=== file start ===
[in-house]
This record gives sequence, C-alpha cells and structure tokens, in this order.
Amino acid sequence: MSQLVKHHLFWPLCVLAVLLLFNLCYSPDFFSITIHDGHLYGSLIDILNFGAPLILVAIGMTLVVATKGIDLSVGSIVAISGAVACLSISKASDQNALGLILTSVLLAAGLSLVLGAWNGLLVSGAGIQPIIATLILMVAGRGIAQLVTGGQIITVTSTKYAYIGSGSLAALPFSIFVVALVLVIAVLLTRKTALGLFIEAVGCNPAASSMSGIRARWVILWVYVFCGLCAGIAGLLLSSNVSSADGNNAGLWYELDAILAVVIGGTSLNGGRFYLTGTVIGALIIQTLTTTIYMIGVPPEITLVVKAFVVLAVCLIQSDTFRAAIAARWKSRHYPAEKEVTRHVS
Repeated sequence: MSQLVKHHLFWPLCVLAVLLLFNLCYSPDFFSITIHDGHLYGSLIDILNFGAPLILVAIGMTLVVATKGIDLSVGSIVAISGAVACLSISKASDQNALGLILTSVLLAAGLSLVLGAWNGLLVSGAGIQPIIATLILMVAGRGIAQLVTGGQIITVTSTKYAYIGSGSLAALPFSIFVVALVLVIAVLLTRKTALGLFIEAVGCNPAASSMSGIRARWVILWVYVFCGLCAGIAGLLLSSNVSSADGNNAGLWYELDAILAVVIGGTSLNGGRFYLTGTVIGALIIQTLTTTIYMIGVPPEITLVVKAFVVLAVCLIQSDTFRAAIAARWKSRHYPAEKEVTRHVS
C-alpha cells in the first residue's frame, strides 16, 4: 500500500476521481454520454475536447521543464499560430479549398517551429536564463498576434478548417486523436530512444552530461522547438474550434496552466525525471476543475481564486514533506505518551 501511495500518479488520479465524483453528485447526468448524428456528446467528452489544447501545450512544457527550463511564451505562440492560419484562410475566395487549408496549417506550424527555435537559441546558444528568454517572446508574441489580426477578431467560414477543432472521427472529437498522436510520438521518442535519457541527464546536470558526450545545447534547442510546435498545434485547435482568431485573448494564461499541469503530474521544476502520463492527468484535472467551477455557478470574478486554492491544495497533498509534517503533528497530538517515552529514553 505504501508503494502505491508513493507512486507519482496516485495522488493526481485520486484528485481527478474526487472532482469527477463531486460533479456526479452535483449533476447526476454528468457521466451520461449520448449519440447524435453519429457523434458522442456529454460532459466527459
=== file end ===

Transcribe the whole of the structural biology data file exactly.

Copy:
[in-house]
This record gives sequence, C-alpha cells and structure tokens, in this order.
Amino acid sequence: MSQLVKHHLFWPLCVLAVLLLFNLCYSPDFFSITIHDGHLYGSLIDILNFGAPLILVAIGMTLVVATKGIDLSVGSIVAISGAVACLSISKASDQNALGLILTSVLLAAGLSLVLGAWNGLLVSGAGIQPIIATLILMVAGRGIAQLVTGGQIITVTSTKYAYIGSGSLAALPFSIFVVALVLVIAVLLTRKTALGLFIEAVGCNPAASSMSGIRARWVILWVYVFCGLCAGIAGLLLSSNVSSADGNNAGLWYELDAILAVVIGGTSLNGGRFYLTGTVIGALIIQTLTTTIYMIGVPPEITLVVKAFVVLAVCLIQSDTFRAAIAARWKSRHYPAEKEVTRHVS
Repeated sequence: MSQLVKHHLFWPLCVLAVLLLFNLCYSPDFFSITIHDGHLYGSLIDILNFGAPLILVAIGMTLVVATKGIDLSVGSIVAISGAVACLSISKASDQNALGLILTSVLLAAGLSLVLGAWNGLLVSGAGIQPIIATLILMVAGRGIAQLVTGGQIITVTSTKYAYIGSGSLAALPFSIFVVALVLVIAVLLTRKTALGLFIEAVGCNPAASSMSGIRARWVILWVYVFCGLCAGIAGLLLSSNVSSADGNNAGLWYELDAILAVVIGGTSLNGGRFYLTGTVIGALIIQTLTTTIYMIGVPPEITLVVKAFVVLAVCLIQSDTFRAAIAARWKSRHYPAEKEVTRHVS
C-alpha cells in the first residue's frame, strides 16, 4: 500500500476521481454520454475536447521543464499560430479549398517551429536564463498576434478548417486523436530512444552530461522547438474550434496552466525525471476543475481564486514533506505518551 501511495500518479488520479465524483453528485447526468448524428456528446467528452489544447501545450512544457527550463511564451505562440492560419484562410475566395487549408496549417506550424527555435537559441546558444528568454517572446508574441489580426477578431467560414477543432472521427472529437498522436510520438521518442535519457541527464546536470558526450545545447534547442510546435498545434485547435482568431485573448494564461499541469503530474521544476502520463492527468484535472467551477455557478470574478486554492491544495497533498509534517503533528497530538517515552529514553 505504501508503494502505491508513493507512486507519482496516485495522488493526481485520486484528485481527478474526487472532482469527477463531486460533479456526479452535483449533476447526476454528468457521466451520461449520448449519440447524435453519429457523434458522442456529454460532459466527459